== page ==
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Re: a saddle that isn't too high [Andrew Coggan] [ In reply to ]
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Andrew, thanks for the thread.

I had actually raised my seat 20mm the other day and took my normal 30 mile ride. It was strange but my back sure hurt. So, this thread was perfect timing.
Got the info from Ves on my bike and where he said I should be fitted with 180 cranks. I then did a rough angle and saw with the new bike seat I was way high compared to
both comments. So, lowered my seat back to where I had it, the angle now seems to be around 150, and will do give my ride a try again this afternoon.

Dave

Dave Campbell | Facebook | @DaveECampbell | h2ofun@h2ofun.net

Boom Nutrition code 19F4Y3 $5 off 24 pack box | Bionic Runner | PowerCranks | Velotron | Spruzzamist

Lions don't lose sleep worrying about the sheep
Last edited by: h2ofun: Jan 20, 07 12:25
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Re: a saddle that isn't too high [h2ofun] [ In reply to ]
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[reply]I had actually raised my seat 20cm the other day and took my normal 30 mile ride. It was strange but my back sure hurt. [/reply]

The pain was probably the saddle hitting your liver.



Lewis
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Re: a saddle that isn't too high [h2ofun] [ In reply to ]
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I'll assume you meant 20 mm.
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Re: a saddle that isn't too high [Uncle Phil] [ In reply to ]
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Just got back from my ride with my seat lower. Back did not hurt at all. Amazing how just a little change can impact things.

Dave

Dave Campbell | Facebook | @DaveECampbell | h2ofun@h2ofun.net

Boom Nutrition code 19F4Y3 $5 off 24 pack box | Bionic Runner | PowerCranks | Velotron | Spruzzamist

Lions don't lose sleep worrying about the sheep
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Re: a saddle that isn't too high [rmur] [ In reply to ]
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In Reply To:
half-serious :) I didn't realize the Velodyne 'interfaced' with the rear tire .... that being so it must suffer a little from the small drift I see with the CT (versus PT) in ergo mode. I originally thought it was 100% due to the electric generator heating up but can also see the decrease in rolling resistance as the tire heats up being an issue. I thought the Velodyne eliminated that interface.

The Velodyne has a warm-up mode that applies full current to the brake for as long as you leave it on. That reduces the drift in power to ~5 W in the first hour, and essentially none thereafter. If you calibrate it "stone cold", though, the drift can be ten times as great.

Based on repeated coast-down calibrations, the tire-roller interface seems to heat up quite quickly, i.e., w/in a couple of minutes max.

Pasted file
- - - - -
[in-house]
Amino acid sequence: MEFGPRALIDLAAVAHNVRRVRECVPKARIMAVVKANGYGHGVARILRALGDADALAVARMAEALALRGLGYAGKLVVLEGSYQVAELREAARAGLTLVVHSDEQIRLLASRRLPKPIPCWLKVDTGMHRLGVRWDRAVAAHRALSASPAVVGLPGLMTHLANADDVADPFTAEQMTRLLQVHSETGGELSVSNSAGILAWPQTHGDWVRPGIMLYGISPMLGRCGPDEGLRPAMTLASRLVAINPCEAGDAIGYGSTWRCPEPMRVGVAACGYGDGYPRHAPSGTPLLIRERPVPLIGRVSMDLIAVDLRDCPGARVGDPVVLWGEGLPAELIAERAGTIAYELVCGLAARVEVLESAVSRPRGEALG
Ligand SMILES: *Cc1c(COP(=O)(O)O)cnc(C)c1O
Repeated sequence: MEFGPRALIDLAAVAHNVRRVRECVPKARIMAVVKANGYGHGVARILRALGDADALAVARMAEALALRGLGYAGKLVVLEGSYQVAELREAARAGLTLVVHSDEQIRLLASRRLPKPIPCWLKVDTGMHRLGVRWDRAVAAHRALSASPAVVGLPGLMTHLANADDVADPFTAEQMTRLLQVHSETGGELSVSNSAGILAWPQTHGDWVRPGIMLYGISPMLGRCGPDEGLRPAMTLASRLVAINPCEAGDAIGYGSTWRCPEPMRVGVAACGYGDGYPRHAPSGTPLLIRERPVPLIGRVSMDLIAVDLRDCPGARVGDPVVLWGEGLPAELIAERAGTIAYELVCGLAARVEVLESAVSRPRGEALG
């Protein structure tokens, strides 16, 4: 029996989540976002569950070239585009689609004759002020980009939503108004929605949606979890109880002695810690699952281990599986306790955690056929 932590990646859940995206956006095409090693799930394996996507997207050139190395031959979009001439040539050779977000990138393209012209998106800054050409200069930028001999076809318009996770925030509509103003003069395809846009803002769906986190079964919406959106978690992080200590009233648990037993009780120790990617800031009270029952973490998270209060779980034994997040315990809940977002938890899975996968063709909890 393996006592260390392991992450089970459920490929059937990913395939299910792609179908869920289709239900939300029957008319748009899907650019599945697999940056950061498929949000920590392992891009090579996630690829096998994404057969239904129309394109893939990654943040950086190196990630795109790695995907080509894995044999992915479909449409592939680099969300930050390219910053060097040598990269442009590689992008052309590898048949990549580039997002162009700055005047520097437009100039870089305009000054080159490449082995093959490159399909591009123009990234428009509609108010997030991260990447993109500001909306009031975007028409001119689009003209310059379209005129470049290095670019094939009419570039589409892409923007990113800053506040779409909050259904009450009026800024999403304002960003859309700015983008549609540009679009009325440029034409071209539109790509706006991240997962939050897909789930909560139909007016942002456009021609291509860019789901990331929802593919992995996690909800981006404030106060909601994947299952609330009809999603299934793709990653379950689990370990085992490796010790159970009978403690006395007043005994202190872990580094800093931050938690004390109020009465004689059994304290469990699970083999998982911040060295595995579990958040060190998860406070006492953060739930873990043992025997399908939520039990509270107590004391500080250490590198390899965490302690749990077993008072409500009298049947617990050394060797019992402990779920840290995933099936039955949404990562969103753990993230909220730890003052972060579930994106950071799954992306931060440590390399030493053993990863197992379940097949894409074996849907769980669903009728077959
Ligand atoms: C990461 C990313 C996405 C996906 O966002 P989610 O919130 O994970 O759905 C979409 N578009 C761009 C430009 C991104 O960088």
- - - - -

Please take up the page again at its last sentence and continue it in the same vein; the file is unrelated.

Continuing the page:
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Re: a saddle that isn't too high [docfuel] [ In reply to ]
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In Reply To:
So, should I assume that, in a steep TT/Tri, position, and the whole set up is rotated 8-12 degrees, the feet would also be pointed down by a similar amount?

First, I don't know where you get 8-12 deg. Compared to almost anyone else, I ride w/ more setback in my road position vs. my aero position (i.e., 8 cm vs. 0 cm at a saddle-to-b.b. distance of 72.5 cm), and even for me it's only a 6 deg difference.

In any case, Price and Donne measured minimal and maximal ankle angle as a function of seat tube angle (over the range of 68 to 80 deg) and found very little difference.
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Re: a saddle that isn't too high [Superman] [ In reply to ]
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In Reply To:
I can locate the greater trochanter. Are we measuring the distance from the ground to the trochanter while standing? Bottom of the foot while supine?

Thanks.
Again, the values I mentioned (i.e., 96-100% of greater trochanteric height) are based on how Price and Donne defined the measurement, which is from the greater trochanter to the ground when standing erect in cycling shoes.
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Re: a saddle that isn't too high [sciguy] [ In reply to ]
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In Reply To:
1. Are we measuring in bare feet?

No, in cycling shoes.

In Reply To:
2. To the bottom, middle or top of greater trochanter?

They don't say.
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Re: a saddle that isn't too high [kevinkeegan] [ In reply to ]
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In Reply To: